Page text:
Buffett said he also is concerned about stock options priced below the intrinsic value of the company -- particularly when an executive would never consider selling the company for such a discounted price. "A CEO that grants himself an option at a price that is ridiculously low bothers me."

Munger suggested executive compensation is among the worst and most dangerous of abuses in corporate America. "A lot is horribly wrong in corporate compensation in America," he said. "The system of using stock options on the theory that they really don't cost anything has contributed to a lot of gross excess. ... Large percentages of people look at corporation compensation and think

it's unfair

and it is not good for the country."

Insurance: Getting Stronger

As Buffett noted

in his letter to shareholders in March, the Sept. 11 terrorist attacks had a profound impact on Berkshire's insurance business in 2001, leading to a decrease in Berkshire's book value for the first time since Buffett took the reins in 1965. However, Buffett predicted the General Re subsidiary would become "our No. 1 asset," and predicted "terrific results" from the company's major reinsurance business.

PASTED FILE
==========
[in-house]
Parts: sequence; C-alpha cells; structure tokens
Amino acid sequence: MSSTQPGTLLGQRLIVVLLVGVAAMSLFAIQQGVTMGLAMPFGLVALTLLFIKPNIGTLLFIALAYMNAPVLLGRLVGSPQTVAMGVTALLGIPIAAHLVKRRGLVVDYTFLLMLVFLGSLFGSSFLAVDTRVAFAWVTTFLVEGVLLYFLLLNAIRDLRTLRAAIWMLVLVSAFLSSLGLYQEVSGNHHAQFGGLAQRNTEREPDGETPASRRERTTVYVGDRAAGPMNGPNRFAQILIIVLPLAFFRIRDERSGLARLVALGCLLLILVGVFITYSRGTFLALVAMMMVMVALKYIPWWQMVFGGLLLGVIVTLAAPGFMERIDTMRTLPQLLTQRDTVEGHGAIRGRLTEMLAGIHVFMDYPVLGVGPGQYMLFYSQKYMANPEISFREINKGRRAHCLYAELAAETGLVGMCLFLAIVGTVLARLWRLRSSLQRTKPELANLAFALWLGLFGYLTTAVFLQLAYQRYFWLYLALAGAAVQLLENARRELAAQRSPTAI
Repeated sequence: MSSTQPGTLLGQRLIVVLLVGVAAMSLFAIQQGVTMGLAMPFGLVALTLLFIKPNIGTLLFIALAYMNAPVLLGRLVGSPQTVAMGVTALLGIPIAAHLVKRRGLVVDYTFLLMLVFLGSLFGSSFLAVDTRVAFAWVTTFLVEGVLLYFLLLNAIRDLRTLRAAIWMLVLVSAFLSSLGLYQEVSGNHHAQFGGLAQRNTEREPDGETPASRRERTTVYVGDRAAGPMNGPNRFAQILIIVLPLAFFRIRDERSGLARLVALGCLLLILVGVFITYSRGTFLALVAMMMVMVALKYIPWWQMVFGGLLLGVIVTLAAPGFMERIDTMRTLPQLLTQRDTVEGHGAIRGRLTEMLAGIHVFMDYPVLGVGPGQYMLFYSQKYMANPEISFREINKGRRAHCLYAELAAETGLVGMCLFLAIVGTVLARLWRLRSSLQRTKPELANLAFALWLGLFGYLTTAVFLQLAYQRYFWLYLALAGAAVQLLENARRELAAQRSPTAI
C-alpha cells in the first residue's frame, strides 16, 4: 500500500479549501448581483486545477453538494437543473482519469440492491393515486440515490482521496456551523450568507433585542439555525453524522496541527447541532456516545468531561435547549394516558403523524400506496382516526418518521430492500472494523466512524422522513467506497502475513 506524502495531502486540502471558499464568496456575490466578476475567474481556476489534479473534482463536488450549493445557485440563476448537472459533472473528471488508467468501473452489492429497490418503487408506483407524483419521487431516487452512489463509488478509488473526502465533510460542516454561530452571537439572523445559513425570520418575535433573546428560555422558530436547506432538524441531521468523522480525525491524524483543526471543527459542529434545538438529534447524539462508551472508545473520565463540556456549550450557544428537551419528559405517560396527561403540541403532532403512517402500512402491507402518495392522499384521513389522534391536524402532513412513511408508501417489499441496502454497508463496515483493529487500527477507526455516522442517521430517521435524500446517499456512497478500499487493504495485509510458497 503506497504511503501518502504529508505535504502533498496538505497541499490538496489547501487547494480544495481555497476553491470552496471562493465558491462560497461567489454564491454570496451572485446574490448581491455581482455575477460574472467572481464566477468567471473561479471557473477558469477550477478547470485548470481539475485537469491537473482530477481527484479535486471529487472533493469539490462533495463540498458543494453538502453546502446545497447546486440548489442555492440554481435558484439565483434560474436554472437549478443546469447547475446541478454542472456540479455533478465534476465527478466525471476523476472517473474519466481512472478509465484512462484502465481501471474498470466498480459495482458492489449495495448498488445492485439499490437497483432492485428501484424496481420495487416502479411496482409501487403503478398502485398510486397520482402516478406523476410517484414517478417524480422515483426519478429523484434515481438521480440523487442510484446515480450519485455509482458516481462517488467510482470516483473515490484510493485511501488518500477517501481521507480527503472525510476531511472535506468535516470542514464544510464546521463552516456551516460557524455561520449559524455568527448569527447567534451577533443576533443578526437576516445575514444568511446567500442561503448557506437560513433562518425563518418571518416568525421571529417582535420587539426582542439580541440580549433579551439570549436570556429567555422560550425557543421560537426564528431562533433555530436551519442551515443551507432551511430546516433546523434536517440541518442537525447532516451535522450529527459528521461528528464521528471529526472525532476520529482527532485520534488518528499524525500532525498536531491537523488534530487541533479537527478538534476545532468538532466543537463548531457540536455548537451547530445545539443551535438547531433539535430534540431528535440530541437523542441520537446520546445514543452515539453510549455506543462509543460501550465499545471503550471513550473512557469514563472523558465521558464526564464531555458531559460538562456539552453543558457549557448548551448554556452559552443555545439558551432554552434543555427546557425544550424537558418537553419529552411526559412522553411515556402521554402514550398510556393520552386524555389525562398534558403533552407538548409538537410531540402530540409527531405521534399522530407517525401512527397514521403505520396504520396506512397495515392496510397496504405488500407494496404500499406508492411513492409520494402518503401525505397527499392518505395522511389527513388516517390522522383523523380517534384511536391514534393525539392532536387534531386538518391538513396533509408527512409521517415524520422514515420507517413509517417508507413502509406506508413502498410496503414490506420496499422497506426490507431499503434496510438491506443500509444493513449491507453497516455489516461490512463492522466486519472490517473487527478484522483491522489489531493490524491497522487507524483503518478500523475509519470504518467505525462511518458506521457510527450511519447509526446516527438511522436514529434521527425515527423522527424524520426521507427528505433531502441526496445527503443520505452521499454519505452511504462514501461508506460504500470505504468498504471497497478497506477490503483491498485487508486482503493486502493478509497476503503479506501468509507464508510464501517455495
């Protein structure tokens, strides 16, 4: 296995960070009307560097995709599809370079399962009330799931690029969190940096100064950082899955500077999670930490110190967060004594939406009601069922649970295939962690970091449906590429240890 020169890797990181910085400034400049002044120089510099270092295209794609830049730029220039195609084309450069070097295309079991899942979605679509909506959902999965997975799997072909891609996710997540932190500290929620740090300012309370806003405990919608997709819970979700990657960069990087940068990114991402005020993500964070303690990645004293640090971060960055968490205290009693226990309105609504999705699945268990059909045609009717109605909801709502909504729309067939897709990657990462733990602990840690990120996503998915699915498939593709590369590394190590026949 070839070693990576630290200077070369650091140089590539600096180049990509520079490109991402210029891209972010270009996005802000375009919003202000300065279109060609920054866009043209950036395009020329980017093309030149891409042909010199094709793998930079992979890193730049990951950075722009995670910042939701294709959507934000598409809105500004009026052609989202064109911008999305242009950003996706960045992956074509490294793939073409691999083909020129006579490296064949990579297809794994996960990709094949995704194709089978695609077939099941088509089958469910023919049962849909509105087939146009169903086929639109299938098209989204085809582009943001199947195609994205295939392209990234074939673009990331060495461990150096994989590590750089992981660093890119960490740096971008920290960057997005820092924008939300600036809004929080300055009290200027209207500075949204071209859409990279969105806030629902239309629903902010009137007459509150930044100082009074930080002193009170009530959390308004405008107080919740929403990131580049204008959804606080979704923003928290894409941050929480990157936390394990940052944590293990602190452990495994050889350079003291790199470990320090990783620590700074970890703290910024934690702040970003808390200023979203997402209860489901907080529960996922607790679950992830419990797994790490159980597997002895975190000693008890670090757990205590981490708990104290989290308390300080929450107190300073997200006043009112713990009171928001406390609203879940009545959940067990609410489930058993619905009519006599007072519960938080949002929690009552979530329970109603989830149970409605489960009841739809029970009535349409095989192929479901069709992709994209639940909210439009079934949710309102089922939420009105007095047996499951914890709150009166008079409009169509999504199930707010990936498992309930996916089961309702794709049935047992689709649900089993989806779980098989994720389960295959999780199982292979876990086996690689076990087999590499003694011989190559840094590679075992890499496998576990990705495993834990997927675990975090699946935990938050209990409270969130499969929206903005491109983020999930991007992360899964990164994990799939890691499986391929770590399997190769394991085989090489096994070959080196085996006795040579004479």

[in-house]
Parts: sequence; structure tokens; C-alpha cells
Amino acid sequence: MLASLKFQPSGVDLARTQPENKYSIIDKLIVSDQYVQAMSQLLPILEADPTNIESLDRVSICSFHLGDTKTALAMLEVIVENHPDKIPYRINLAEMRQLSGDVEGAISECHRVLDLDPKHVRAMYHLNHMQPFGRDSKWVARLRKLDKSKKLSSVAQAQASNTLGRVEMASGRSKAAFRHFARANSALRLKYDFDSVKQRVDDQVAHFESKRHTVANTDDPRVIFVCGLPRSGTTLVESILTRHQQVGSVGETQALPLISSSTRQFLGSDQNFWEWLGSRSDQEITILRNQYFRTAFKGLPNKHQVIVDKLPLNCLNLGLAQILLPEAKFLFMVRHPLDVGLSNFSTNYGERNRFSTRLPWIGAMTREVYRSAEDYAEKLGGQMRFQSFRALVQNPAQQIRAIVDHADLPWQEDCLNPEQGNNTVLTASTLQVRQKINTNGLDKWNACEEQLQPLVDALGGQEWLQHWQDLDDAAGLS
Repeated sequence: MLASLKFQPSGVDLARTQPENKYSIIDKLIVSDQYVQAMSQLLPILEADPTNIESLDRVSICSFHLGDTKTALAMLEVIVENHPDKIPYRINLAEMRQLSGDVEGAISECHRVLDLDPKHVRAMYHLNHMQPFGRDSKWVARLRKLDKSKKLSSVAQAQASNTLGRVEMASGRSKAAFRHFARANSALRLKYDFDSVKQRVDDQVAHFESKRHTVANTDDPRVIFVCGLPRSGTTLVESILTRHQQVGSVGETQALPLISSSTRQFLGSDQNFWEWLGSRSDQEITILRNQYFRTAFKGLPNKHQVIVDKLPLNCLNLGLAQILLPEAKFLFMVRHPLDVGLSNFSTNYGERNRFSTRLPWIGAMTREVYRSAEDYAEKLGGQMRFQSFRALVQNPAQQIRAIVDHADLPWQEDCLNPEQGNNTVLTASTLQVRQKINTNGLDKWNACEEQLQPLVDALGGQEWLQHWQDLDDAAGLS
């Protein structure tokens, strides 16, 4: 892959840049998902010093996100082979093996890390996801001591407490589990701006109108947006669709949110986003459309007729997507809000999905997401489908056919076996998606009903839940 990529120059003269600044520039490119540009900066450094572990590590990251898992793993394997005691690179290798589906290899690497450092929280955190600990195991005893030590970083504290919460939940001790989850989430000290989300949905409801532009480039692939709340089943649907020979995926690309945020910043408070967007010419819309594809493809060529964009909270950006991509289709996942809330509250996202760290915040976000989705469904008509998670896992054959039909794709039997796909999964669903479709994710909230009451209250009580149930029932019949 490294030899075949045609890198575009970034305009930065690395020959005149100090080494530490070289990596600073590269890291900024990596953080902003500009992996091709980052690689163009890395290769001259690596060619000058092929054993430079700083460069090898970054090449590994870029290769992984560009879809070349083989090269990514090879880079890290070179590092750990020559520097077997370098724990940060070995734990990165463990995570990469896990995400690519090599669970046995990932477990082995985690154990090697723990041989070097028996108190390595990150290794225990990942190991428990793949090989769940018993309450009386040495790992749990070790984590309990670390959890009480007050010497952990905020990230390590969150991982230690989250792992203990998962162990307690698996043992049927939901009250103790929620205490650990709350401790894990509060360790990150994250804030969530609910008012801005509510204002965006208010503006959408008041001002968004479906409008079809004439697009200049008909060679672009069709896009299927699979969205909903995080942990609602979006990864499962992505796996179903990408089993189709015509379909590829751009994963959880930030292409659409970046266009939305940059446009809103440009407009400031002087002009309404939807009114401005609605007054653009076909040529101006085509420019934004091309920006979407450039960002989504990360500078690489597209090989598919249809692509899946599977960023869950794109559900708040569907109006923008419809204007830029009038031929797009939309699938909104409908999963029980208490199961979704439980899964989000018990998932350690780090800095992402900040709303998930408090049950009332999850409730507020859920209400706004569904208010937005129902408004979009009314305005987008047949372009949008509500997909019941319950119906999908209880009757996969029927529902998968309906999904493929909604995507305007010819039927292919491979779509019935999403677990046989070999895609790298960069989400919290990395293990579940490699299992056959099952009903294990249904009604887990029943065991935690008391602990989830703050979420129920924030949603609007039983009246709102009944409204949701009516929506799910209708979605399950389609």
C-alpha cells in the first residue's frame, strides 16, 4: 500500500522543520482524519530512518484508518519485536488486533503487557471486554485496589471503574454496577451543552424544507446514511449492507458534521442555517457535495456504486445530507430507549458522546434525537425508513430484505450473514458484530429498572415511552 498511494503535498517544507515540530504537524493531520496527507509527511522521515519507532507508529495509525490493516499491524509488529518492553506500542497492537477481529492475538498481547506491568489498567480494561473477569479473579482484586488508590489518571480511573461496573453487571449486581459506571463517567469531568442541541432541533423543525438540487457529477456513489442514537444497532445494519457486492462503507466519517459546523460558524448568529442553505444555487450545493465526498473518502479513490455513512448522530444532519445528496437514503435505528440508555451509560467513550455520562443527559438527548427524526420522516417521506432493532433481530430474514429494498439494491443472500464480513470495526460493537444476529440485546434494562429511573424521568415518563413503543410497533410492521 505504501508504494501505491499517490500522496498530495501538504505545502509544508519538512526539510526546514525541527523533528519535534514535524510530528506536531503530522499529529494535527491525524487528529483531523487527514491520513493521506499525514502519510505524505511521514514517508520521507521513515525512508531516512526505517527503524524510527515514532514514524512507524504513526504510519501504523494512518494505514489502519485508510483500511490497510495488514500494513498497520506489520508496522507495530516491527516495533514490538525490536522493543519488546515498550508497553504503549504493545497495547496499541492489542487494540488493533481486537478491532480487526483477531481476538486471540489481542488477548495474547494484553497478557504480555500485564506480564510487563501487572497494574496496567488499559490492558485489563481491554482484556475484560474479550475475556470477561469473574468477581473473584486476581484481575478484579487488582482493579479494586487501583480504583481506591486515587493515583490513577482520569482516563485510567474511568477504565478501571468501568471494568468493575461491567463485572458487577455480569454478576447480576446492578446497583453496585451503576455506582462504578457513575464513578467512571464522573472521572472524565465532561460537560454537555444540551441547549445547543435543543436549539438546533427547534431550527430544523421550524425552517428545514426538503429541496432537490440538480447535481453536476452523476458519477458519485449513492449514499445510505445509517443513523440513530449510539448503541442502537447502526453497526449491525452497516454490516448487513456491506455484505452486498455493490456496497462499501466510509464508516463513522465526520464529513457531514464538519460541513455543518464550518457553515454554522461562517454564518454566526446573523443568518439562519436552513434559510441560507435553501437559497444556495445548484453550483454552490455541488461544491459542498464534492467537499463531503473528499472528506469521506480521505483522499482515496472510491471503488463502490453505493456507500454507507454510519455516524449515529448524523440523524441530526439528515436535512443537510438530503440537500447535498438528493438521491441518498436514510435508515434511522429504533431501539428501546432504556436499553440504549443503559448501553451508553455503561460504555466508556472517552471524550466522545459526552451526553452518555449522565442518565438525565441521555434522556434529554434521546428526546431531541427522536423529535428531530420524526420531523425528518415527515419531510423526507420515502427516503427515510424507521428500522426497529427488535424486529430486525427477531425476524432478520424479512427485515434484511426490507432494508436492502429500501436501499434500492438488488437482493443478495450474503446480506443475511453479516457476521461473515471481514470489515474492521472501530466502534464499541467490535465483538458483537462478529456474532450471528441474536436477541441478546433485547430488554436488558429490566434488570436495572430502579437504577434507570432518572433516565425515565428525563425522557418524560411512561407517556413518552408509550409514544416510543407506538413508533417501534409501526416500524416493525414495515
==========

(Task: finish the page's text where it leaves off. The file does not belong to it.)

Despite the problems, Berkshire's conservative underwriting allowed the company's insurance operations to survive. "We had a margin of safety and it turned out we needed it."

In a new tactic at the Berkshire confab, Buffett delivered prepared remarks about the insurance businesses, showing financial data for various subsidiaries. He spent nearly 20 minutes explaining that Berkshire's float increased by about $1.8 billion in the first quarter, to $37.3 billion. Float is money collected in premiums but not immediately needed to pay claims. Buffett uses the float to fund acquisitions and Berkshire's investments.

Quotes and Quips